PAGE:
Academic journal article CineAction

In Her Own Words: The Journey of Cecile Shu Shuen Tang, Hong Kong Independent Filmmaker

Academic journal article CineAction

In Her Own Words: The Journey of Cecile Shu Shuen Tang, Hong Kong Independent Filmmaker

Article excerpt

Cecile Shu Shuen Tang may not be familiar to mainstream movie lovers or even cinephiles of Chinese Cinema, but she was actually the first internationally recognized, award-winning independent filmmaker in Hong Kong. In addition, she also happened to be a woman at a time when the Chinese film industry was controlled by studios run by men like the Shaw Brothers. The studios would only finance commercial films. Since Tang's film ideas were nothing close to box office hits, there was no chance that she could get funding from them. As there was no government funding program for films in Hong Kong at the time, if anyone wanted to make films for love not profit, they had to go independent with money outside of the film industry. Consequently, Tang's debut film, The Arch/Madame Tung/Dong Fu Ren (1970), was self-financed and shot in Hong Kong on a limited budget. It garnered four Golden Horse Awards in 1971 including Best Actress (Lisa Lu), Best Cinematography, Best Artistic achievement and most important of all, the Special Jury Prize of Creative Innovation created and awarded to Tang for this film. Four years later in 1974, she made China Behind/Goodbye China/ Zai Jian Zhongguo, a film that questioned the quality of life of the Mainland Chinese people after the Cultural Revolution and the politics of the Gang of Four. Film critics have consistently placed The Arch and China Behind on the list of 100 Best Chinese Films. Tang, went on to do a third film, Sup Sap Blip Dap/Shi San Bu Da, a comedy, in 1975. Her final work as a director was The Boss/The Hong Kong Tycoon (1979), an absurd social satire on the rapid industrialization of Hong Kong, and its social consequences.

Cecile Tang was born in 1941 either in Yunnan or Hong Kong. Her biography has been somewhat enigmatic as her grandfather had been a powerful warlord and she was never comfortable with her ancestry or some of her family history. At one point during her film career, she actually dropped her family name "Tang", referring to herself only as "Shu Shuen". Brought up in Hong Kong, she moved to Taiwan with her family when she was sixteen. Her family, politically liberal, was very wealthy and supported her decision to study filmmaking in the United States at USC when she was nineteen.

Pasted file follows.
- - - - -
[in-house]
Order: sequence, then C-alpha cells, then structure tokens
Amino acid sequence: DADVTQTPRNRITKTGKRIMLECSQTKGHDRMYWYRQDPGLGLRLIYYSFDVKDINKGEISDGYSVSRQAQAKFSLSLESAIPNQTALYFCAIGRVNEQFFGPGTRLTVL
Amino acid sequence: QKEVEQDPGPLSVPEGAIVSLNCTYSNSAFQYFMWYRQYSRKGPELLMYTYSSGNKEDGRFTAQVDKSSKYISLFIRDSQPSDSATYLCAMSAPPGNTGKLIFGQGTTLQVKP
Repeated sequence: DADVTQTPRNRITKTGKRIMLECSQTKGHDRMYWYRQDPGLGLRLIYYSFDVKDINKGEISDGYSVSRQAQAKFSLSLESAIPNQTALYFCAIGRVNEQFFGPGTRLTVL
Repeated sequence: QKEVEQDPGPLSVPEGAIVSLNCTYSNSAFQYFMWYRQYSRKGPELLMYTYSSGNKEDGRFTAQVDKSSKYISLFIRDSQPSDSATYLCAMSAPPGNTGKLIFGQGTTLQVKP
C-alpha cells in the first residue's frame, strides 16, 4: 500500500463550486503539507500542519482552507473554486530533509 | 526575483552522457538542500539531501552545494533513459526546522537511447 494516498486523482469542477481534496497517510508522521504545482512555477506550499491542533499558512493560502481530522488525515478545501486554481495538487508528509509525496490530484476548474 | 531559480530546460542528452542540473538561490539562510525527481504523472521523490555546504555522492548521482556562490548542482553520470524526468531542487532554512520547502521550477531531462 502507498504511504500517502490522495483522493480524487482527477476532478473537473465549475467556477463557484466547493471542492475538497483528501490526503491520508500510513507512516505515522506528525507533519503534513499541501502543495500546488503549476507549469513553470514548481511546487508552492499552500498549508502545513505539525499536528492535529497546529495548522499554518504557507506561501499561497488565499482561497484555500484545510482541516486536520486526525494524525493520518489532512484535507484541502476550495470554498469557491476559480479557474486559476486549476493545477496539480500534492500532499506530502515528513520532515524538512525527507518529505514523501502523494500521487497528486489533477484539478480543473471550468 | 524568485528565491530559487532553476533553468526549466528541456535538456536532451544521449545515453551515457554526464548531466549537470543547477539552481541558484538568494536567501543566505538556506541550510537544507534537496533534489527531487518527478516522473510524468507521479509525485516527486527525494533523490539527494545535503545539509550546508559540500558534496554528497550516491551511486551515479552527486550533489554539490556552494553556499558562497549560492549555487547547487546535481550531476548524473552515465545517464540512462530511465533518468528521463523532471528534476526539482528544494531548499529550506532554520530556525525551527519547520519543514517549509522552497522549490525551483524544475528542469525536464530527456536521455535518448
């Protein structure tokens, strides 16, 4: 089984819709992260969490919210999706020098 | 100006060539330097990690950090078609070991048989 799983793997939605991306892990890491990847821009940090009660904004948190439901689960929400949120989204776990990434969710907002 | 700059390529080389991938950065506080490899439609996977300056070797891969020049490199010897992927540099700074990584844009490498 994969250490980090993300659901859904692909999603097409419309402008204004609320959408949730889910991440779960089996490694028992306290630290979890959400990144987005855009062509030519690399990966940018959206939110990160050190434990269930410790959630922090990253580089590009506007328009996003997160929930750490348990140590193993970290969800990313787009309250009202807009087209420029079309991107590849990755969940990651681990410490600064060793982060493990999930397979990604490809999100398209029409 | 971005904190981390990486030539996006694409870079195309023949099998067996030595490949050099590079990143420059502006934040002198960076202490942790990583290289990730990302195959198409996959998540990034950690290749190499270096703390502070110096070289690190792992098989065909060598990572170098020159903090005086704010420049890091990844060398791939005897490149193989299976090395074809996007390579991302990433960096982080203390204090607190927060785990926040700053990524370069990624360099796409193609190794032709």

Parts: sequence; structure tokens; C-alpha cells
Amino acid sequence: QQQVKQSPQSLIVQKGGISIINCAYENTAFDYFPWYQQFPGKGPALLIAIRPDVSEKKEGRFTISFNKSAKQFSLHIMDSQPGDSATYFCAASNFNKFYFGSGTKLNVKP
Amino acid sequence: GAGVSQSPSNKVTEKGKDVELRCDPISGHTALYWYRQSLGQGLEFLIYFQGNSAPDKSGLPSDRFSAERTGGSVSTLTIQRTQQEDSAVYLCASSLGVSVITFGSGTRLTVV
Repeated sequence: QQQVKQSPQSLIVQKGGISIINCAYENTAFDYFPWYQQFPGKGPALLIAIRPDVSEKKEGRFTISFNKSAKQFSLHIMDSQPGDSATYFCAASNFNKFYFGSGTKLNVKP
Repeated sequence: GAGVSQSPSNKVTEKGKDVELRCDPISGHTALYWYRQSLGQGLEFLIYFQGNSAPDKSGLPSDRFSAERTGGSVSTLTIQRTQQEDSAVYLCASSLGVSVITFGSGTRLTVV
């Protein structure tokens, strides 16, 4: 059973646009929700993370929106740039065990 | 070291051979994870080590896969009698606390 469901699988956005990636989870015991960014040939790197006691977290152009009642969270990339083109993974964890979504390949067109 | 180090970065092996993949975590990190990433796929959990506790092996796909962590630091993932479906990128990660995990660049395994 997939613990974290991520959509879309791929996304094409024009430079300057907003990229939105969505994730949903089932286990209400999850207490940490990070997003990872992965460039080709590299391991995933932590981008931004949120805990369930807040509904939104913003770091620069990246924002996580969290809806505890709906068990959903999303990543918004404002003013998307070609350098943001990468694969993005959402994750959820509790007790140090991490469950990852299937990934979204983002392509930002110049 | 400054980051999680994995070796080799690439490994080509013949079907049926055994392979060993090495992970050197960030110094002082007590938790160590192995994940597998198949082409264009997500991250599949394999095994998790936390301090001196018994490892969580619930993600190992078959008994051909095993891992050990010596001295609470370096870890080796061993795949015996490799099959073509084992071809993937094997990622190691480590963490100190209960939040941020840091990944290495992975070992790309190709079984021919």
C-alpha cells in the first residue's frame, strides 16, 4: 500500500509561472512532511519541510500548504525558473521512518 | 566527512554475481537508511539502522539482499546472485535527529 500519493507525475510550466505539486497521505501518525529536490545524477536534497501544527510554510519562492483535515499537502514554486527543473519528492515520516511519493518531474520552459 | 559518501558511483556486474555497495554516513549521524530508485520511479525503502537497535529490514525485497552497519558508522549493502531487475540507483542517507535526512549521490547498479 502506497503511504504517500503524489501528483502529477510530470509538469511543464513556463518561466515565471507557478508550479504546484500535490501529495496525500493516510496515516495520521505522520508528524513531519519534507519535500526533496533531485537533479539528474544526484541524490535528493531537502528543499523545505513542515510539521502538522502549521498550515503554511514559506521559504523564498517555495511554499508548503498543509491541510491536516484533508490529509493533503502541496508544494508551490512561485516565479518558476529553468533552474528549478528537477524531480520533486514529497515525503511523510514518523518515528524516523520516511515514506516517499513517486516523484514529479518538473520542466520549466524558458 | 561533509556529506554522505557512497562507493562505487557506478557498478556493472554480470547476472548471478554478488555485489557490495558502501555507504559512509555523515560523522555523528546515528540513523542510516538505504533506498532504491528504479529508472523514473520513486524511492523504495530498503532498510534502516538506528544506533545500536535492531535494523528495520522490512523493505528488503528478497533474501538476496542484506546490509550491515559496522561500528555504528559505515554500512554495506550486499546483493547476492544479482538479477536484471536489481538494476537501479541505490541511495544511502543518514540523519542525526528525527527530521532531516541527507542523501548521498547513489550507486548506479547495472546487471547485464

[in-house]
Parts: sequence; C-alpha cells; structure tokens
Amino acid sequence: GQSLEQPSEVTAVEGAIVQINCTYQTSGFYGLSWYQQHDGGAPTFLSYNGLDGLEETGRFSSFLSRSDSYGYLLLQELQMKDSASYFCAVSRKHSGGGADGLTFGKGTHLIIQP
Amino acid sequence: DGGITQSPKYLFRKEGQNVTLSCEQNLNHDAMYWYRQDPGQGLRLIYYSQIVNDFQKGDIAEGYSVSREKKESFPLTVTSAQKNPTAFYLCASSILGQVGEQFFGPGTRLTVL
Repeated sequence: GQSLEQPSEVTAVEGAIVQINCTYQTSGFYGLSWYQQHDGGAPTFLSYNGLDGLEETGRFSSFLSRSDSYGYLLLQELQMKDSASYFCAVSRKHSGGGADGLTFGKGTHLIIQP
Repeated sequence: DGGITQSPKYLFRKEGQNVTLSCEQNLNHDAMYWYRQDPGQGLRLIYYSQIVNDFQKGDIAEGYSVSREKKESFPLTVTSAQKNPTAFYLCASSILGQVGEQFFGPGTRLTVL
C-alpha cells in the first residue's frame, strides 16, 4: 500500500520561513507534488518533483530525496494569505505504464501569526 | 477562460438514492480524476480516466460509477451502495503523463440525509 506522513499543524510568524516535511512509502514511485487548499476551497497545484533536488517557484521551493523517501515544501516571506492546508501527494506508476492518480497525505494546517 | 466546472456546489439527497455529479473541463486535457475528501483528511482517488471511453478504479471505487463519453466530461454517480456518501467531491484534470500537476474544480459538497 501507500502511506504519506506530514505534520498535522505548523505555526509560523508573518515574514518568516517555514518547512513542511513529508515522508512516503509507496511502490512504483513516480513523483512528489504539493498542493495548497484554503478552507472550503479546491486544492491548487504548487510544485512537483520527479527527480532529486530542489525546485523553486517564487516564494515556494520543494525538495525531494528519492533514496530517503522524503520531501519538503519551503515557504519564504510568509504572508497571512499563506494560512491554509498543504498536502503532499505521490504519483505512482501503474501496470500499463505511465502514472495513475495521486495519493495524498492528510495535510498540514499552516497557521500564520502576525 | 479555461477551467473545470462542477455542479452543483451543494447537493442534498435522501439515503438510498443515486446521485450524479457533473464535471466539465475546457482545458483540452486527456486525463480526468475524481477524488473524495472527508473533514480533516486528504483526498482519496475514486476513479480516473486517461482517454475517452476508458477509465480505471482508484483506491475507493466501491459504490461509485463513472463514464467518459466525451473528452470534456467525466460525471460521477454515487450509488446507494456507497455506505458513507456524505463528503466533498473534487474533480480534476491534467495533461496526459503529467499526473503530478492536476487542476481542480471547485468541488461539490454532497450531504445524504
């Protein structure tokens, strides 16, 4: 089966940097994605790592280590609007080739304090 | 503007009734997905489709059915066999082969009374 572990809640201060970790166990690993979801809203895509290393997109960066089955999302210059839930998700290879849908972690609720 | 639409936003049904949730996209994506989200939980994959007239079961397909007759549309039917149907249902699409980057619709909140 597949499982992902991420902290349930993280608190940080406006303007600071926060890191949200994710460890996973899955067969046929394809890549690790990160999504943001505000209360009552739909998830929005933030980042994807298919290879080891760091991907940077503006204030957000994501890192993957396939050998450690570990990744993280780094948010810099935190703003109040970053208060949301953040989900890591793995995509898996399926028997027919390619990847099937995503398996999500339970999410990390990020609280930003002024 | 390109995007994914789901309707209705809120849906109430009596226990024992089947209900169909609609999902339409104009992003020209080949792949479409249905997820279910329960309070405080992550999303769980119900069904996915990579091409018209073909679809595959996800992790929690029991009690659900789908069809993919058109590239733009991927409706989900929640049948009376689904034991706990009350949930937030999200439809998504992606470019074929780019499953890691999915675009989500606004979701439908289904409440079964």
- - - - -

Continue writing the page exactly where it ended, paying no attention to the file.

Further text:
This conversation took place in 2013 when she was a guest during the special film program "A Century of Chinese Cinema", hosted by the Toronto International Film Festival.

"I am not a professional filmmaker. I utilized film as a medium for internal examination, to find an answer; it's like ... psychoanalyzing myself. We were, at a young age, encouraged to explore our own potential. There was never a cap on our imagination when we grew up. I never thought that I would be the first independent filmmaker or the first woman filmmaker in Hong Kong to be recognized internationally. It was just a way for me to get to know a certain subject matter and I chose film as a medium or the channel to tell the story."

The Arch (1970)

In the late 60s, after her studies at USC, Tang returned to Hong Kong to prepare for the shoot of her first feature, The Arch. The film is set in 17th century China; its protagonist, Madame Tung, is a widow for whom a triumphal arch is going to be erected by the king to honor her contributions to her village--the arch being an ancient Chinese symbol of honour. A conflict arises when a young officer is billeted in her house, and proceeds to show romantic attachment to both Madame Tung and her daughter. Madame Tung must choose between her own desire and her duty as a widow and mother, a situation that foregrounds the cruelty of societal pressure on a woman whose voice has been taken away from her after the passing of her husband. The title role of Madame Tung was meticulously played by Lisa Lu, an actress born in China but active in American film and television since 1958. The film was well-deserving of the Golden Horse Special Jury Prize of Creative Innovation as a similar expression of female suppression had never before been seen in Chinese films. …

Search by... Author
Show... All Results Primary Sources Peer-reviewed


An unknown error has occurred. Please click the button below to reload the page. If the problem persists, please try again in a little while.